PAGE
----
(i) has responsibilities, or exercises powers or influence over the corporation as a whole similar to the responsibilities, powers, or influence of directors and officers;
(ii) manages the corporation, or a segment of the corporation that represents a substantial portion of the activities, assets, income or expenses of the corporation; or
(iii) alone or with others controls or determines a substantial portion of the corporation’s capital expenditures or operating budget.
This encompasses any non-employee who plays a significant role in the corporation’s activities, such as informal advisors, family members of directors, employees who have retired, etc. The impact of this definition is significant, as the “key person” term is used repeatedly throughout the NFPCL in a variety of contexts. It is also referenced in several other important definitions, most notably “independent director,” “related party,” and “related party transaction,” each of which impact how corporations handle conflicts of interest.
The main source of potential conflicts of interest are related party transactions. A “related party” is defined as (i) a director, officer, or key person of the corporation or an affiliate thereof, (ii) a relative of such a person, or (iii) an entity in which any of the above people has a 35% of greater ownership or interest. Due to this relationship, when a related party engages in a transaction or agreement with the corporation, there is an inherent risk of a conflict of interest. These “related party transactions” will be discussed in more detail in our fifth post, however the definition itself lists three new exceptions: (i) transactions that are de minimis, or the related party’s financial interest is de minimis (ii) transactions that would not customarily be reviewed in the ordinary course of business and are available to others on similar terms, or (iii) transactions that benefit a related party solely as class member meant to be the beneficiary of the corporation’s charitable mission, and that the benefit is available to other similarly situated class members on same terms. Under these circumstances, the transaction is not a “related party transaction.”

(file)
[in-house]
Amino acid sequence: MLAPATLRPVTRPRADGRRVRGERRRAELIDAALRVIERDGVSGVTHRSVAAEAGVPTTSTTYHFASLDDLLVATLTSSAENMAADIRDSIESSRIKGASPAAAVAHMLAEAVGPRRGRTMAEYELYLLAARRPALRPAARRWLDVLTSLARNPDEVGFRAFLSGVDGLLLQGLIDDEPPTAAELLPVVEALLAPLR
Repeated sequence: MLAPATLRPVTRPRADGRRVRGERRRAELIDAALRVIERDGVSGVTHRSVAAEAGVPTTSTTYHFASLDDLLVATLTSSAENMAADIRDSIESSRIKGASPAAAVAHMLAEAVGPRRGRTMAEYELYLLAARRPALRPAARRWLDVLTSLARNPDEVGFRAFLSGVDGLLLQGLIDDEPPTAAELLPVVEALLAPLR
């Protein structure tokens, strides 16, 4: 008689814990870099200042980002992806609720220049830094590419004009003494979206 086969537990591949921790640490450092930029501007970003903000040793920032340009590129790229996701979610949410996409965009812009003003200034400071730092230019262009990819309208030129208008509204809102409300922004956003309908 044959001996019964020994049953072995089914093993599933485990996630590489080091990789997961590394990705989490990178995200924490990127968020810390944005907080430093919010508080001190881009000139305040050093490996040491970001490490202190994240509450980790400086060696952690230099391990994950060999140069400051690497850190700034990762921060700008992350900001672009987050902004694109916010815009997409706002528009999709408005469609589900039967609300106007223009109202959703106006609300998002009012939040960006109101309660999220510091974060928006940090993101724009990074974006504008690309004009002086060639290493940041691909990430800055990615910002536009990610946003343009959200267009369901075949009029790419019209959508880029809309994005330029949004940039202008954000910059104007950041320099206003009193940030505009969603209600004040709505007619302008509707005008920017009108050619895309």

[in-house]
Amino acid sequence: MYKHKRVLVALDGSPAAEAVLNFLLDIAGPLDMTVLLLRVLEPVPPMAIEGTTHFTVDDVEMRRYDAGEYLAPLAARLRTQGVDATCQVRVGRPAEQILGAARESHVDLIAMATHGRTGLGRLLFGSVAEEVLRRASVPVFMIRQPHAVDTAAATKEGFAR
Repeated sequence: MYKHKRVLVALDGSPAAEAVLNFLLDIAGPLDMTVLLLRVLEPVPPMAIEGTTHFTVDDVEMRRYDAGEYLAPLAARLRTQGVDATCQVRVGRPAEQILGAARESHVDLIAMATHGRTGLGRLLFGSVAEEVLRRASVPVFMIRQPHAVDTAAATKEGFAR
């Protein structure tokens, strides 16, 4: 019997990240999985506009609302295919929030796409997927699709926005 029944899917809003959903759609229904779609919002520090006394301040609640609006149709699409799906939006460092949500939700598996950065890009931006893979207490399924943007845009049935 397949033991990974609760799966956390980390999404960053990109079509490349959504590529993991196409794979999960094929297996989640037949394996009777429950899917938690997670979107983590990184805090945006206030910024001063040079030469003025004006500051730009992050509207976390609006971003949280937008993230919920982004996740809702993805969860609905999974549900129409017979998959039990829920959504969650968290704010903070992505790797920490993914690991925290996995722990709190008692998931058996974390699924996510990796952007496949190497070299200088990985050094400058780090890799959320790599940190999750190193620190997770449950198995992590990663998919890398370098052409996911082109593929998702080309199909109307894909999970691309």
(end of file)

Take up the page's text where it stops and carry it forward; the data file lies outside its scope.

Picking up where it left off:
Our next post will focus on the definition for independent directors. The full text of the bill is publicly available here: http://legislation.nysenate.gov/pdf/bills/2015/S7913
Keeping with the theme of trying new and creative approaches to cut costs while simultaneously increasing interest in your cemetery, today’s post looks at how the City of Ithaca recently adopted a surprising new plan for mowing the lawns in the city cemetery. In partnership with a local start-up, the environmentally-friendly Ewe Care Rent-a-Flock, the City will be having a group of six Olde English Southdown babydoll sheep take responsibility for mowing the lawns in the cemetery.
Surprising as it is, this group of six sheep is actually more efficient at maintaining the laws than the usual four-man team, being both faster and cheaper. This reflects a variety of factors, such as that the sheep are better equipped to handle hilly terrain. Another advantage is that the sheep can eat around stones and other monument features that may impede the use of a lawn mower or other machinery without causing damage, a notable benefit for older cemeteries. This frees up human workers for other, more important tasks.
Finally, using the sheep has the potential to provide a significant boost to public relations, in ways that can appeal to multiple groups. For one, the sheep provide a natural and environmentally friendly way to maintain the lawns, a boon at a time when people are increasingly conscious of the environment. In addition, the sheep are entertaining to watch, serving as both an attraction for visitors and adding to the aesthetic of the cemetery while they work. Given that the sheep are also cheaper and more efficient, it seems like the City of Ithaca has stumbled upon quite the idea.
As with our last post, this approach probably would not be viable for most cemeteries, but the point is to again highlight the importance of looking for new and creative ways to cut costs and improve your cemetery’s appeal.
For more on Ithaca’s plan, and a video of the sheep hard at work, read more here.